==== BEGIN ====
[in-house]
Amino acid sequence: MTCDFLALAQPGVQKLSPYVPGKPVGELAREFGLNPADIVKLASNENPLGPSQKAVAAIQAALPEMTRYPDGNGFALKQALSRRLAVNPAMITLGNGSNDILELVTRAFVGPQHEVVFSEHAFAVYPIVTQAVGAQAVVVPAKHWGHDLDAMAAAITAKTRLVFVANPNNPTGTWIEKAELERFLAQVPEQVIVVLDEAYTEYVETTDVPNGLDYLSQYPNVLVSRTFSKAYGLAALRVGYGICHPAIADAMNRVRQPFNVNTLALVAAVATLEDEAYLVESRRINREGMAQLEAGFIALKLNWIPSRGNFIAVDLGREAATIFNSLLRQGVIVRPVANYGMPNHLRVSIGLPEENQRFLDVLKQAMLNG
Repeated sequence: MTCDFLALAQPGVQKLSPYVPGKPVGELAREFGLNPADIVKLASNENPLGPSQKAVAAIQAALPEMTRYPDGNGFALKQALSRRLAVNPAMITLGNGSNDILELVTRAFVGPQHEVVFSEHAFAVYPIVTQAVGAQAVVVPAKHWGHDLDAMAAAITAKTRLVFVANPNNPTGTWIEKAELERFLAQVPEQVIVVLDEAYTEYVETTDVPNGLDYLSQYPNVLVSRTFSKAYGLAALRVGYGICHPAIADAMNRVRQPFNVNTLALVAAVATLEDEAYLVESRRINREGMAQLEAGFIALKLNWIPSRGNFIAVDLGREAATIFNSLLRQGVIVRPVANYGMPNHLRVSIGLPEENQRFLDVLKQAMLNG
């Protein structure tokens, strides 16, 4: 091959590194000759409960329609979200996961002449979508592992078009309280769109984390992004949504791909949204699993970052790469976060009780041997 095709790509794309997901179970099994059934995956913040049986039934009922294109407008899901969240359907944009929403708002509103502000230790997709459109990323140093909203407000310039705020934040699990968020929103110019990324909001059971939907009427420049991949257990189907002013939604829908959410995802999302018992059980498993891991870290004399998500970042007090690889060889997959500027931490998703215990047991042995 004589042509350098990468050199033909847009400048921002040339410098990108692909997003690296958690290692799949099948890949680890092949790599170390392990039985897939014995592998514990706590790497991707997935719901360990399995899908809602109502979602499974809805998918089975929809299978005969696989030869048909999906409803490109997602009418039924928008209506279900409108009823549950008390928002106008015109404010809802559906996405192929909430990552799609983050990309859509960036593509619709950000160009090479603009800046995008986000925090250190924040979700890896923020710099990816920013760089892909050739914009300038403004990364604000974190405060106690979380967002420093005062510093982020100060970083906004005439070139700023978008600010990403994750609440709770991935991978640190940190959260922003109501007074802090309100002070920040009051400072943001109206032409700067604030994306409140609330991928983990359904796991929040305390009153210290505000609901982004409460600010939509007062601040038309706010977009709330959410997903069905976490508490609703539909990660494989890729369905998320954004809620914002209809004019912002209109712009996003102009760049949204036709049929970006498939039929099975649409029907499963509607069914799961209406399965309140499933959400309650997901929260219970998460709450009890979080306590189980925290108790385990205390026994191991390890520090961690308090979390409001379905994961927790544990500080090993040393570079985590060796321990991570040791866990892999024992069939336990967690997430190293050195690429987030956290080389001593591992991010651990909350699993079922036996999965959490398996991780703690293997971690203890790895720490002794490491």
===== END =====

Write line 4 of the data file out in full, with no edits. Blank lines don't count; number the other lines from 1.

């Protein structure tokens, strides 16, 4: 091959590194000759409960329609979200996961002449979508592992078009309280769109984390992004949504791909949204699993970052790469976060009780041997 095709790509794309997901179970099994059934995956913040049986039934009922294109407008899901969240359907944009929403708002509103502000230790997709459109990323140093909203407000310039705020934040699990968020929103110019990324909001059971939907009427420049991949257990189907002013939604829908959410995802999302018992059980498993891991870290004399998500970042007090690889060889997959500027931490998703215990047991042995 004589042509350098990468050199033909847009400048921002040339410098990108692909997003690296958690290692799949099948890949680890092949790599170390392990039985897939014995592998514990706590790497991707997935719901360990399995899908809602109502979602499974809805998918089975929809299978005969696989030869048909999906409803490109997602009418039924928008209506279900409108009823549950008390928002106008015109404010809802559906996405192929909430990552799609983050990309859509960036593509619709950000160009090479603009800046995008986000925090250190924040979700890896923020710099990816920013760089892909050739914009300038403004990364604000974190405060106690979380967002420093005062510093982020100060970083906004005439070139700023978008600010990403994750609440709770991935991978640190940190959260922003109501007074802090309100002070920040009051400072943001109206032409700067604030994306409140609330991928983990359904796991929040305390009153210290505000609901982004409460600010939509007062601040038309706010977009709330959410997903069905976490508490609703539909990660494989890729369905998320954004809620914002209809004019912002209109712009996003102009760049949204036709049929970006498939039929099975649409029907499963509607069914799961209406399965309140499933959400309650997901929260219970998460709450009890979080306590189980925290108790385990205390026994191991390890520090961690308090979390409001379905994961927790544990500080090993040393570079985590060796321990991570040791866990892999024992069939336990967690997430190293050195690429987030956290080389001593591992991010651990909350699993079922036996999965959490398996991780703690293997971690203890790895720490002794490491």